I picked mum up from the nursing home on Saturday morning as I did every month. It was what my role as older son was - according to the family, anyway. Before we left, the matron spoke to me and told me that mum’s dementia was so advanced that she was living very much in the past. I said I knew as, for the past few months, she had referred to me as Robert, which was my father’s name. Then again, mum was now 68 and it had been not unexpected. She’d been in the home for five years now and apart from my monthly visits, no one else from the family called to see her. Dad had died fifteen years back and my brother and sister never called apart from at Christmas. She was, I knew, too much trouble for them. Me? Well, I guess I felt a sense of duty to her. After all, she was my mother.
I live about twenty miles away from the home in a small house in a countryside part of England. It’s a lovely, quiet place and - as a bonus - is private in that no one bothers you if you don’t bother them. I’d chosen it after my divorce as being both out of the way as I just wanted to be on my own after that episode. As we drove home, mum kept asking me questions, again calling me by my father’s name. I just responded automatically, as it didn’t make any difference for me to correct her about my own name and the fact I was her son and not her husband. Besides, there was no harm in it and anyway, I didn’t mind. Mum enjoyed the weekends, I think, and what was the harm in pandering to her anyway? She asked where we were going and what we were going to do and I said home, just the two of us for the weekend. She was quiet for a short while and then she asked what day it was.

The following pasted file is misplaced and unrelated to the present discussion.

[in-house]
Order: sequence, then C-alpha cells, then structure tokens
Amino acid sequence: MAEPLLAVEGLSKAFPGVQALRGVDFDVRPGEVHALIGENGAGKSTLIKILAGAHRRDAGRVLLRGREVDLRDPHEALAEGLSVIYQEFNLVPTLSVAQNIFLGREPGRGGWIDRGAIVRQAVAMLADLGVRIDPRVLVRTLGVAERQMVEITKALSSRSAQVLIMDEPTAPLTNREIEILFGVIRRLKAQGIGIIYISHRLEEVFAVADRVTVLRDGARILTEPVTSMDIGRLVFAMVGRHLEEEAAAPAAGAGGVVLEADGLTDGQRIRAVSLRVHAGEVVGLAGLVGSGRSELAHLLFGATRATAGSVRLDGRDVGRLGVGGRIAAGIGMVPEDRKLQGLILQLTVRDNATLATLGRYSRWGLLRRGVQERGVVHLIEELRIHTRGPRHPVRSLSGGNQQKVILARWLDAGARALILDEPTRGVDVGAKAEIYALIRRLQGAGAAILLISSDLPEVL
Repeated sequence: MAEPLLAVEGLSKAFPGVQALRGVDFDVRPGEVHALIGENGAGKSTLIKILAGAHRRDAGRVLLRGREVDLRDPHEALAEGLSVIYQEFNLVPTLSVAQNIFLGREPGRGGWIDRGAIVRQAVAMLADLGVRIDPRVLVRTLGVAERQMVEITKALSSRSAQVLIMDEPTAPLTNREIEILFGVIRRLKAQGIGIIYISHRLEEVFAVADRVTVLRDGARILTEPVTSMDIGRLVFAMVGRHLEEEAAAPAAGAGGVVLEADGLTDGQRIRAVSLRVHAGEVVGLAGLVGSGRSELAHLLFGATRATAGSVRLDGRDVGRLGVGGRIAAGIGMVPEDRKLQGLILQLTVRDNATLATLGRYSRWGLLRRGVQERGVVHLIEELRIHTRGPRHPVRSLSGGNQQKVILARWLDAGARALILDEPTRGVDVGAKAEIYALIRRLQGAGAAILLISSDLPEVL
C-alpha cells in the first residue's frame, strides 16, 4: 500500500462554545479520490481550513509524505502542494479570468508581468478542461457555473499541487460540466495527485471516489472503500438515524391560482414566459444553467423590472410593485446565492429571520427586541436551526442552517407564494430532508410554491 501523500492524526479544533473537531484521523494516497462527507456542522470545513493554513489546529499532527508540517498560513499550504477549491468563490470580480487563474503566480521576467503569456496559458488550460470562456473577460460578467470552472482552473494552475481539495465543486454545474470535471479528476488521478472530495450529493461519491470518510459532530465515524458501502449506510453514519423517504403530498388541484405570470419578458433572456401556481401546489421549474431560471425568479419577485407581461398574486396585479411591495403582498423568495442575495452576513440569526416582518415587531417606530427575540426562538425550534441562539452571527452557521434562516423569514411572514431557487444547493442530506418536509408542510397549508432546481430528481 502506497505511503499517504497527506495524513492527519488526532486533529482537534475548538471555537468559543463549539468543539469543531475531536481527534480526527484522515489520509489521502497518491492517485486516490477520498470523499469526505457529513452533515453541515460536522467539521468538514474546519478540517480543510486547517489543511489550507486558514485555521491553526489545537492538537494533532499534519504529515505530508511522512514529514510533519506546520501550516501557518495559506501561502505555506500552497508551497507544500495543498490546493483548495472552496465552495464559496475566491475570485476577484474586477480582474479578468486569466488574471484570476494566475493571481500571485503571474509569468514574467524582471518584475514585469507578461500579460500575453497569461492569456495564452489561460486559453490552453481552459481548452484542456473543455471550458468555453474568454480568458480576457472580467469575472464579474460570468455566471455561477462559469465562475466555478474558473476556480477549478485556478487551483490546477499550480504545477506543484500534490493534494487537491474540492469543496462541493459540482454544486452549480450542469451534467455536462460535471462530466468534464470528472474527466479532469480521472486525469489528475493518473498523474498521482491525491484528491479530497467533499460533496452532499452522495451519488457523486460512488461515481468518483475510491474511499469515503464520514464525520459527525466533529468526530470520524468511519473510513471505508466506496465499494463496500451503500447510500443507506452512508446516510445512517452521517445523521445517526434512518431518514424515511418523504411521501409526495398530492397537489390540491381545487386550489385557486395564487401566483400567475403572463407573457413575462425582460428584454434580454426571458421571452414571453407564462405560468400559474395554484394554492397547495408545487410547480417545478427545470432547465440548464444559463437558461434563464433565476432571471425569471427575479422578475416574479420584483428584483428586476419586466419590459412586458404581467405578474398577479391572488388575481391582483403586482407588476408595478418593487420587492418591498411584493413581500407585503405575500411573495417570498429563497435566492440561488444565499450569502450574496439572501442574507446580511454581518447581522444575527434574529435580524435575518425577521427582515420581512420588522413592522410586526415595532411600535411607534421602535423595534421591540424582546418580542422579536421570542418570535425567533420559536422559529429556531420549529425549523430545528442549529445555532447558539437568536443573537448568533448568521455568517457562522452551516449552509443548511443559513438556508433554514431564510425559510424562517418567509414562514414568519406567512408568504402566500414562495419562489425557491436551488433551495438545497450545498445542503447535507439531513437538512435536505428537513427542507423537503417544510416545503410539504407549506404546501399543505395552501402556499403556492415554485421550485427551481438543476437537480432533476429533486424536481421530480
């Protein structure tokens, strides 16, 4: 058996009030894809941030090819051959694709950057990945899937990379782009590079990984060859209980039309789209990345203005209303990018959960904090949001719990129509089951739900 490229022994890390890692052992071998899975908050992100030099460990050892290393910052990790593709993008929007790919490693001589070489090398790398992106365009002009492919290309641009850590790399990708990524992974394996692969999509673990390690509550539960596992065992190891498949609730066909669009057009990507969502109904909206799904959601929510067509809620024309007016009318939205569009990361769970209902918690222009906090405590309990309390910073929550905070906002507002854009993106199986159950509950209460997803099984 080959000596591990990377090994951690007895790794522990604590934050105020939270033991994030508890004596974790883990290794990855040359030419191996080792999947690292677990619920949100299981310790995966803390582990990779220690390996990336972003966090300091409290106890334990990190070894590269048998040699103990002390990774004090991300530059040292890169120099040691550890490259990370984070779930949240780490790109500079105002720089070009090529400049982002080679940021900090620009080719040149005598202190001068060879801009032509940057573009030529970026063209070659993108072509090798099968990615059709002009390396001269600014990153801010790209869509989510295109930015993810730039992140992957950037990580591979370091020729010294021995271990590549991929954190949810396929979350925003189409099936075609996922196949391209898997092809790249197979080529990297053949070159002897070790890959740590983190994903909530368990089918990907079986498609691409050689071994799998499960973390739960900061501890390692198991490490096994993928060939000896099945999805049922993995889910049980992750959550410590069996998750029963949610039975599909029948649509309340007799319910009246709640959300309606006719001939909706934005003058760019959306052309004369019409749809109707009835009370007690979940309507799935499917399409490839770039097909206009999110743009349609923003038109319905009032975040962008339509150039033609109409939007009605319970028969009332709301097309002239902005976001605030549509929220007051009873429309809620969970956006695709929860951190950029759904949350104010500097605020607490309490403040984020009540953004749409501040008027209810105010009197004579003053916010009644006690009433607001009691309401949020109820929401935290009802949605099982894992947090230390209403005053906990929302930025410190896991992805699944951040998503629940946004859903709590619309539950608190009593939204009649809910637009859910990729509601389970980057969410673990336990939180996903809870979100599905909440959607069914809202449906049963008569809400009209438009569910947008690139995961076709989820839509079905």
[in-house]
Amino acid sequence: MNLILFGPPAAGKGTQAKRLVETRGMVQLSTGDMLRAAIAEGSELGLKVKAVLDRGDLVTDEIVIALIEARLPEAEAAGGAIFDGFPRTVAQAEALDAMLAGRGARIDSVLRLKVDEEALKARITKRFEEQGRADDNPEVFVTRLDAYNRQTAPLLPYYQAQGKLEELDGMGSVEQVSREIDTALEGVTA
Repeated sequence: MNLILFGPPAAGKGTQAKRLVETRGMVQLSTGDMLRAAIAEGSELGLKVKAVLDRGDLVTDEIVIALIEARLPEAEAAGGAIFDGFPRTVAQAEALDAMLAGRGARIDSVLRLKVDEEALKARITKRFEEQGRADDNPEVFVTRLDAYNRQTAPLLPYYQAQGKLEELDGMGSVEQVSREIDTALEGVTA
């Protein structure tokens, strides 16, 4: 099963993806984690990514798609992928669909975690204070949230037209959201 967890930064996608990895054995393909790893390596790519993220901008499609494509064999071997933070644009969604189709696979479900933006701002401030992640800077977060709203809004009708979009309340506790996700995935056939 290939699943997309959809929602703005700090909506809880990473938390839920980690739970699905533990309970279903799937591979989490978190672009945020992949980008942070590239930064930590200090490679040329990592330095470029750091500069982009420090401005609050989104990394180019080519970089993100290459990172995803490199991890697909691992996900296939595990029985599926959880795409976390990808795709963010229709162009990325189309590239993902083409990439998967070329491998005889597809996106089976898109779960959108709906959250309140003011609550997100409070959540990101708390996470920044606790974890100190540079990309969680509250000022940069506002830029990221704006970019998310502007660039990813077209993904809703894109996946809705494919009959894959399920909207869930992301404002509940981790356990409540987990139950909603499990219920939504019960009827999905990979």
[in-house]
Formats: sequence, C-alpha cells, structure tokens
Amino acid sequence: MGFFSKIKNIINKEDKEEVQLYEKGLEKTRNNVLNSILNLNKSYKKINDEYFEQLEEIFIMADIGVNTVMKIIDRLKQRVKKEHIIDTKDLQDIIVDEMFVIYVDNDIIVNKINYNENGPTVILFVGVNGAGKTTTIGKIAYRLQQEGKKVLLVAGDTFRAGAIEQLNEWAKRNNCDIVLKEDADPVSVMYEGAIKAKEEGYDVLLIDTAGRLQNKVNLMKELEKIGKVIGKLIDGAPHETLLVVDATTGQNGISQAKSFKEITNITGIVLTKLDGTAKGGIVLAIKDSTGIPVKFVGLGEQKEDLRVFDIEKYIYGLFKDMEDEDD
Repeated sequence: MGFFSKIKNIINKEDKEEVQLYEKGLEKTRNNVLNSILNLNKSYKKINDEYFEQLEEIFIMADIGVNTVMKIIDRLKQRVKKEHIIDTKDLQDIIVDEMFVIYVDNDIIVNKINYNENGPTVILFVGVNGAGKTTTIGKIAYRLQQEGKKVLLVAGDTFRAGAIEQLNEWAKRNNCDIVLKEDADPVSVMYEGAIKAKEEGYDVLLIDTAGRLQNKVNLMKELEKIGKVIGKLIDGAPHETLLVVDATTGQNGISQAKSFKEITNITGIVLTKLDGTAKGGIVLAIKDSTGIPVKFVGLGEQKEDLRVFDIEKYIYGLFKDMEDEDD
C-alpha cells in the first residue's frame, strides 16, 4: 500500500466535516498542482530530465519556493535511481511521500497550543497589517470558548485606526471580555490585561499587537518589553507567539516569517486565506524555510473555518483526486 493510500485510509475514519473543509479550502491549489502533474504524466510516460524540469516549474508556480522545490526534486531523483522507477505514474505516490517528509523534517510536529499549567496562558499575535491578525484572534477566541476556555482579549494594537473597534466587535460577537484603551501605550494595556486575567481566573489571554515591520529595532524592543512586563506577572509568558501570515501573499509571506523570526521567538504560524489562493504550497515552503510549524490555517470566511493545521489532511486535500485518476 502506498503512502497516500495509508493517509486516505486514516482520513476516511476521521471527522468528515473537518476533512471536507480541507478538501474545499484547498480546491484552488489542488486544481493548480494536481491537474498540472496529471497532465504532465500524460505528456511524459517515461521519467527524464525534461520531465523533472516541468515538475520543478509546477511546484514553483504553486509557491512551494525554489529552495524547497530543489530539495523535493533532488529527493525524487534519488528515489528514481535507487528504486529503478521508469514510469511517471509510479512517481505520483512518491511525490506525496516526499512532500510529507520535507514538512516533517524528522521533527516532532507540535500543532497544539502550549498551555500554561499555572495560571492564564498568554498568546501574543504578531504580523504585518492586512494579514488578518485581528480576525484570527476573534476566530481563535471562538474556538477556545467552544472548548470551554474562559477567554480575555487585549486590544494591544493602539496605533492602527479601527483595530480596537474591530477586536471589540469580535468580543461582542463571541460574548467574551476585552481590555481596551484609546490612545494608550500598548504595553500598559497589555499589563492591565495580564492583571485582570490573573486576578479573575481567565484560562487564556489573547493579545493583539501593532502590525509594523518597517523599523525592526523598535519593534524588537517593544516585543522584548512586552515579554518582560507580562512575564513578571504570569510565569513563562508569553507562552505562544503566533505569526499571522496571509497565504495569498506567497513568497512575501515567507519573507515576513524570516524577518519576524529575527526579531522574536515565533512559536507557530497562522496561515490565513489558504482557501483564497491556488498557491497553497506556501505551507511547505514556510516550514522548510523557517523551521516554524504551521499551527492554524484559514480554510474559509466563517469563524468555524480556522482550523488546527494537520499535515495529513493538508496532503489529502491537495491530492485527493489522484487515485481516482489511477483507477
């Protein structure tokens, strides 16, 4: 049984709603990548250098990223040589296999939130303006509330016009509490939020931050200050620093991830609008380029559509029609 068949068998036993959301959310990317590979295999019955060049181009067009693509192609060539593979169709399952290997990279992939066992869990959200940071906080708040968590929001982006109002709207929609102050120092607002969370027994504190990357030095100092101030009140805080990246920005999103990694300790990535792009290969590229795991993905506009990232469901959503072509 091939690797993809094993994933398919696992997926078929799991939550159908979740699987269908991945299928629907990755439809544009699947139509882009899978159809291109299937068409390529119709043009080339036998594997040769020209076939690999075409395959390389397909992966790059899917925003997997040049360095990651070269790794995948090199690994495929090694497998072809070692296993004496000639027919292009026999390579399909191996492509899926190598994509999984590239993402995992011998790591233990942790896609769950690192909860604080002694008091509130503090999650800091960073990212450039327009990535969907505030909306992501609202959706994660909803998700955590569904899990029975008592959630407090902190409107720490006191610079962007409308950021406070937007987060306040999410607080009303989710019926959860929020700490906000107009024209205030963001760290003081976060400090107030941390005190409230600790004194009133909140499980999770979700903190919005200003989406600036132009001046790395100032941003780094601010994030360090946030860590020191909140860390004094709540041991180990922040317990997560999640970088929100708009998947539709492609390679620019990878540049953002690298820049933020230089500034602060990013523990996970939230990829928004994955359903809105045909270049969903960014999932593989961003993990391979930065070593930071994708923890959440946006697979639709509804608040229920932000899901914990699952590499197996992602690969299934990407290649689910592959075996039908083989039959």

“Saturday.” I said and thought no more of it. Mum nodded and, not looking at me, said that she supposed I was going to want her to do “afternoon delight” ... I looked at her, mystified. Was this something to do with her dementia? Gently, I asked her what she meant.
“Oh Robert! You know. Upstairs.”
“Upstairs for what?” I said.
She tutted and shook her head, not looking at me as she spoke.